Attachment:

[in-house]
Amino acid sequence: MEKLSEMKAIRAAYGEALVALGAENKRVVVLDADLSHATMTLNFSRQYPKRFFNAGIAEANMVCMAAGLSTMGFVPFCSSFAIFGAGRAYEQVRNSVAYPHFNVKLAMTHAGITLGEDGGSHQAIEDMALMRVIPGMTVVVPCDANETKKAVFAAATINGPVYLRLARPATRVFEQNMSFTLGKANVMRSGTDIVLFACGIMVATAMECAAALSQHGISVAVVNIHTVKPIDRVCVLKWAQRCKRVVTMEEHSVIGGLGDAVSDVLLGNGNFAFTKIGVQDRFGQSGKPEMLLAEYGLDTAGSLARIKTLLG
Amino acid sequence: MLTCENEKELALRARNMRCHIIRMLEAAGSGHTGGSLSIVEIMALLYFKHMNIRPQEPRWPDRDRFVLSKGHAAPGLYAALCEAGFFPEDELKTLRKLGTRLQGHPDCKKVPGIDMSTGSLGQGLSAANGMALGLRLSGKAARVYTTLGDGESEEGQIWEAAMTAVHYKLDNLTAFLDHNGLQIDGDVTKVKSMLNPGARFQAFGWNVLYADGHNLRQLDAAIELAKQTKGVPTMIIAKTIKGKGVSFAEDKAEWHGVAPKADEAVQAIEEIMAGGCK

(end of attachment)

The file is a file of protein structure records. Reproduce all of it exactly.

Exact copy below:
[in-house]
Amino acid sequence: MEKLSEMKAIRAAYGEALVALGAENKRVVVLDADLSHATMTLNFSRQYPKRFFNAGIAEANMVCMAAGLSTMGFVPFCSSFAIFGAGRAYEQVRNSVAYPHFNVKLAMTHAGITLGEDGGSHQAIEDMALMRVIPGMTVVVPCDANETKKAVFAAATINGPVYLRLARPATRVFEQNMSFTLGKANVMRSGTDIVLFACGIMVATAMECAAALSQHGISVAVVNIHTVKPIDRVCVLKWAQRCKRVVTMEEHSVIGGLGDAVSDVLLGNGNFAFTKIGVQDRFGQSGKPEMLLAEYGLDTAGSLARIKTLLG
Amino acid sequence: MLTCENEKELALRARNMRCHIIRMLEAAGSGHTGGSLSIVEIMALLYFKHMNIRPQEPRWPDRDRFVLSKGHAAPGLYAALCEAGFFPEDELKTLRKLGTRLQGHPDCKKVPGIDMSTGSLGQGLSAANGMALGLRLSGKAARVYTTLGDGESEEGQIWEAAMTAVHYKLDNLTAFLDHNGLQIDGDVTKVKSMLNPGARFQAFGWNVLYADGHNLRQLDAAIELAKQTKGVPTMIIAKTIKGKGVSFAEDKAEWHGVAPKADEAVQAIEEIMAGGCK